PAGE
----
Your hotel can give you advice about safe cycling lanes as this is a great active transport option when the weather permits.
Selecting a Sustainable Hotel
The most important factor for being sustainable is to cut our use of fossil fuels.
So when considering a sustainable hotel, the priority is selecting a hotel that uses renewable energy as its primary source of electricity.
Energy conservation is also key as this limits the impact on the broader electricity grid and renewable and battery resources.
This is most commonly achieved through double-glazing and by using LED light globes throughout the hotel.
It’s important that sustainable buildings are also fully electrified, meaning they use electric cooking and heating sources instead of more commonly used gas. However, for the moment, it’s quite rare to find this.
Other factors to consider are access to electric vehicle charging stations and public and active transport.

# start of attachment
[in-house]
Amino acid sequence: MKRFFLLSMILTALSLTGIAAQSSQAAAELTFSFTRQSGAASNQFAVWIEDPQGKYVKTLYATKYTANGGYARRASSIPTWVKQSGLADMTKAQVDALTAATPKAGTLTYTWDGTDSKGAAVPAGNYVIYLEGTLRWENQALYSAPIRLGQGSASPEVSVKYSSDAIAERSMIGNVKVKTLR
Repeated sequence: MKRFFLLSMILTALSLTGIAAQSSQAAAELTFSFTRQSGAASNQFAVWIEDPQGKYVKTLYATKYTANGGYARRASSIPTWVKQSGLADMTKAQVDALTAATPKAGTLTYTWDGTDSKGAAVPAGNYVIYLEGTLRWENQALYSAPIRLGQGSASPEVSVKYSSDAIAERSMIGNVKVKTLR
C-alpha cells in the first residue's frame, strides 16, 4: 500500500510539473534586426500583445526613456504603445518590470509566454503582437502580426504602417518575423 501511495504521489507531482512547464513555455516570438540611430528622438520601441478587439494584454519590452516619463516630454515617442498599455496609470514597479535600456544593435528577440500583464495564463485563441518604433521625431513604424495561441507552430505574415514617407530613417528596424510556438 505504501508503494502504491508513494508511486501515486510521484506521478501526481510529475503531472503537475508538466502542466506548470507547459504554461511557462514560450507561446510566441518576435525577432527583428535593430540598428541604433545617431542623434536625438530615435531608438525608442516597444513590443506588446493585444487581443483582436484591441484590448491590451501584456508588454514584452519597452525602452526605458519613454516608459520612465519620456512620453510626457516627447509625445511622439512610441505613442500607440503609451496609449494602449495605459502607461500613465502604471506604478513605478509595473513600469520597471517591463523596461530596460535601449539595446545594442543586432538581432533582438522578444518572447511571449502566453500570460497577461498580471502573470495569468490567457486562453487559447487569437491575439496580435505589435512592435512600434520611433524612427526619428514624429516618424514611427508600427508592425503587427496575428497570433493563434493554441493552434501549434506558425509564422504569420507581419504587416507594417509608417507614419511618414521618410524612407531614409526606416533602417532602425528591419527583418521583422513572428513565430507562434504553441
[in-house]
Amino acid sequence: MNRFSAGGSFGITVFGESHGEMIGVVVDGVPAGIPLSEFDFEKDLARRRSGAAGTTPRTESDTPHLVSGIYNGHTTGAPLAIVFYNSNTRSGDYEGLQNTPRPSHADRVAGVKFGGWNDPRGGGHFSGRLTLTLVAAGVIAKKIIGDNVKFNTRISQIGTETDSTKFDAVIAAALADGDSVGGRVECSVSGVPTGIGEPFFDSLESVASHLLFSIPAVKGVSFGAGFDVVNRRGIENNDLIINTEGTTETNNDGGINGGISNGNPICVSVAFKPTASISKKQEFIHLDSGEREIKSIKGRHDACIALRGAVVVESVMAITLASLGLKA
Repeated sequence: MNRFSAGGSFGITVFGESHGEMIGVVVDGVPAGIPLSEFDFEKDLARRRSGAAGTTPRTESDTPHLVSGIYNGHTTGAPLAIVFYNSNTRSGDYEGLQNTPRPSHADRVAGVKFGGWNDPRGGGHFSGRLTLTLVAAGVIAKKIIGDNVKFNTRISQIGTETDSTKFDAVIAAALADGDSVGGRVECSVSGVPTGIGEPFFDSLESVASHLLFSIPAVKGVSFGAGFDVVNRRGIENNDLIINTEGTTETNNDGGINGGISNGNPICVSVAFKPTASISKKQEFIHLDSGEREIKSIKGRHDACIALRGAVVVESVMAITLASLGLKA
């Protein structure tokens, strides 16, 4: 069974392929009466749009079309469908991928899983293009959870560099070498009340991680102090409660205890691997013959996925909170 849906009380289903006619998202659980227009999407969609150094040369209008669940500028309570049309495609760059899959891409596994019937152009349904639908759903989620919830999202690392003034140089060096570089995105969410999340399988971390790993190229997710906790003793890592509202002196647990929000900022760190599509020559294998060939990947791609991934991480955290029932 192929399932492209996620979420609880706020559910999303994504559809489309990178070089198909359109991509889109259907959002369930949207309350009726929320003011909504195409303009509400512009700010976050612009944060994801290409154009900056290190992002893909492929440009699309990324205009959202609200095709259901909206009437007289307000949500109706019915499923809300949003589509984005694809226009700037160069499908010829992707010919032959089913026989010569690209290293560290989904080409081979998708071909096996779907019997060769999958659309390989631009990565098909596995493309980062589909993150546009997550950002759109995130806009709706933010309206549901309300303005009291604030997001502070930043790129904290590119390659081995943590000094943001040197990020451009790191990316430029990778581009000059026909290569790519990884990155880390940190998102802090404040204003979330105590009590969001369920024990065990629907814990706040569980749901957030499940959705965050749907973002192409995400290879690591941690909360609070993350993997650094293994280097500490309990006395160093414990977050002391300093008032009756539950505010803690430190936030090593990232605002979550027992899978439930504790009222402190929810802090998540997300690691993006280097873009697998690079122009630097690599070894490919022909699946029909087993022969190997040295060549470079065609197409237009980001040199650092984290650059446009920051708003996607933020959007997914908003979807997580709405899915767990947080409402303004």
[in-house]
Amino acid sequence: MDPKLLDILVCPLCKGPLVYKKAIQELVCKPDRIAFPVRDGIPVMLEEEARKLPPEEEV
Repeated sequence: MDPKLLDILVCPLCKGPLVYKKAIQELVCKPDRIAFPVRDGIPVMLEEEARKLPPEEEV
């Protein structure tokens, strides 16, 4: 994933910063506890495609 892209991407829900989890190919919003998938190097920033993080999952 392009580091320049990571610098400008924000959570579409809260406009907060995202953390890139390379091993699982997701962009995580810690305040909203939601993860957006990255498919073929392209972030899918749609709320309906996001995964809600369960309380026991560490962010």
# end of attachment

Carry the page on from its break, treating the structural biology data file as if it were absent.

This means the hotel should be in proximity to public transport and/or have access to bikes and bike infrastructure for guests and employees.
Not forgetting social sustainability includes paying a fair wage, offering permanent contracts to employees who want them, supporting local community initiatives, and volunteering.
Lastly, hotels should offset the remainder of their greenhouse gas emissions. This is to cover difficult-to-eliminate emissions such as refrigerants and indirect emissions from the production of tech devices, delivery vehicle emissions and building materials.
This is the bare minimum you would want in a sustainable hotel, but it’s not always possible to find all these things in all hotels.
Book hotels that use 100% renewable electricity as a minimum requirement.
This guide to hotel sustainability explains in detail the pathway for hotels to become green and eco-friendly.